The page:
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DINING: Highlights come early at Mediterra

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Dining - A&E

Some meals would be best if they could be experienced, Benjamin Button-like, in reverse. We had one on a recent trip to Mediterra Restaurant (815 E. Westfield Blvd., 253-1141), which took over the former Midtown Grill spot in Broad Ripple.

Such a backward trek would have started with a pair of serviceable-but-not-made-on-premises desserts. It would have continued into a trio of entrees, none of which inspired or delighted. The Coriander Crusted Salmon ($18) featured an overcooked, thin piece of fish slathered with a thick sundried tomato vinaigrette that diminished the flavor of the already-cold-when-it-arrived dish. The ratatouille siding it was charred and without distinction, leaving the chopped roasted potatoes the saving grace. Even less exciting was Goat Cheese Stuffed Chicken ($19). It was so tough that on first cut I thought I’d hit bone. An ample amount of goat cheese and wild mushroom cream sauce couldn’t hide the poultry problem. Alfredo Chicken ($15) was competent, with sizable pieces of chicken and a not-too-thick sauce.
 

ae-dining-mediterra-1col.jpg Pomegranate marinated beef and peppers top a flatbread at Mediterra. (IBJ Photo/ Perry Reichanadter)

Had we gone in reverse, though, things would have picked up. The Mixed Greens Salad ($7) might have freshened our palates with what are billed as local garden veggies. Appetizers were even better. A Crispy Shrimp Fritter ($9) was, indeed, crispy, with ample shrimp innards in a creamy herb aioli. Mediterra also knows how to top a flatbread: We tried the Lobster version ($10) with tomato salsa, caramelized onion, mozzarella and a slightly-spicy crème fraiche. The Mediterra Flat Bread ($8) sprinkled roasted red peppers and pine nuts on top with an ample supply of flavorful pomegranate marinated beef that left me fantasizing about it as a pizza topping.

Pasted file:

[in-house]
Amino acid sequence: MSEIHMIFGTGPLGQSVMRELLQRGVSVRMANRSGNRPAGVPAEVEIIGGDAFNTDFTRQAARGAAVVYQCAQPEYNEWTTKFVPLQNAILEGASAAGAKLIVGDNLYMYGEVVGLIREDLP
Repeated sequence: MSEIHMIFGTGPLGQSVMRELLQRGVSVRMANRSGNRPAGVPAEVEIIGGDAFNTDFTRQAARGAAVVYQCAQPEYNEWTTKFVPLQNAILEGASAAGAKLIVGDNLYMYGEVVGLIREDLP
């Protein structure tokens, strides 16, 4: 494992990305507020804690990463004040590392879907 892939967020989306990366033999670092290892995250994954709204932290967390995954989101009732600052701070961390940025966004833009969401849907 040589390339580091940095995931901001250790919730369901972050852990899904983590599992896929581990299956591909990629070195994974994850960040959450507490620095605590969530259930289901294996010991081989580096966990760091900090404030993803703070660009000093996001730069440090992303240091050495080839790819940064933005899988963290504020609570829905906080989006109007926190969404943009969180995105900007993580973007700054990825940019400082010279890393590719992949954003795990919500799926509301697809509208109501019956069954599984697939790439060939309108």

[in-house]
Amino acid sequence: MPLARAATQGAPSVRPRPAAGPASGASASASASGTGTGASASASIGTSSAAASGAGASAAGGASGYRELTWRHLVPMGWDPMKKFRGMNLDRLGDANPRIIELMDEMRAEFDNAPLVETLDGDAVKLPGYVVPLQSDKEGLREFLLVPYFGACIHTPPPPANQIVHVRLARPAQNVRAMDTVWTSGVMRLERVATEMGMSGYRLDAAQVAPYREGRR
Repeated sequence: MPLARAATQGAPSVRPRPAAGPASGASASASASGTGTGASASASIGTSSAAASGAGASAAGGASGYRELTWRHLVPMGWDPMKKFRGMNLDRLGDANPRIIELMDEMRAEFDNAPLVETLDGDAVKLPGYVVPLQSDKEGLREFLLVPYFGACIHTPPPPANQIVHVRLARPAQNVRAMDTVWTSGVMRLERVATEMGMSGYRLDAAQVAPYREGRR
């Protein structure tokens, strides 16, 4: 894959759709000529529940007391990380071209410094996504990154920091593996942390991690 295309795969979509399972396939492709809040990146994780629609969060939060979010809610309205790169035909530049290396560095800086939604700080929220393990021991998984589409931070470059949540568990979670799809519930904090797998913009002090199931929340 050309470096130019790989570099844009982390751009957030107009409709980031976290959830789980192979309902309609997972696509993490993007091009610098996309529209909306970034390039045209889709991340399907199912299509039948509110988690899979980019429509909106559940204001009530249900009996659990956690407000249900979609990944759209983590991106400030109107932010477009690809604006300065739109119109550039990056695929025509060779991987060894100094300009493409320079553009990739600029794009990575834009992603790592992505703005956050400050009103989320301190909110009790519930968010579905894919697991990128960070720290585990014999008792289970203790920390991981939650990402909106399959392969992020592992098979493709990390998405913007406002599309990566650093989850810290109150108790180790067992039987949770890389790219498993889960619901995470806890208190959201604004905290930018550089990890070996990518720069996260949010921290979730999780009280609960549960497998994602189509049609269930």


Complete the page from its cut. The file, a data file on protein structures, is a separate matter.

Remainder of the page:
Service was friendly and professional: It was refreshing to have someone ask if we were ready for our entrée rather than have it brought out early and step on our enjoyment of the salads and appetizers.•

—Lou Harry

__________

Last in a month-long series of new-in-the-neighborhood restaurants.

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  1. Apologies for the wall of text. I promise I had this nicely formatted in paragraphs in Notepad before pasting here.

  2. I believe that is incorrect Sir, the people's tax-dollars are NOT paying for the companies investment. Without the tax-break the company would be paying an ADDITIONAL $11.1 million in taxes ON TOP of their $22.5 Million investment (Building + IT), for a total of $33.6M or a 50% tax rate. Also, the article does not specify what the total taxes were BEFORE the break. Usually such a corporate tax-break is a 'discount' not a 100% wavier of tax obligations. For sake of example lets say the original taxes added up to $30M over 10 years. $12.5M, New Building $10.0M, IT infrastructure $30.0M, Total Taxes (Example Number) == $52.5M ININ's Cost - $1.8M /10 years, Tax Break (Building) - $0.75M /10 years, Tax Break (IT Infrastructure) - $8.6M /2 years, Tax Breaks (against Hiring Commitment: 430 new jobs /2 years) == 11.5M Possible tax breaks. ININ TOTAL COST: $41M Even if you assume a 100% break, change the '30.0M' to '11.5M' and you can see the Company will be paying a minimum of $22.5, out-of-pocket for their capital-investment - NOT the tax-payers. Also note, much of this money is being spent locally in Indiana and it is creating 430 jobs in your city. I admit I'm a little unclear which tax-breaks are allocated to exactly which expenses. Clearly this is all oversimplified but I think we have both made our points! :) Sorry for the long post.

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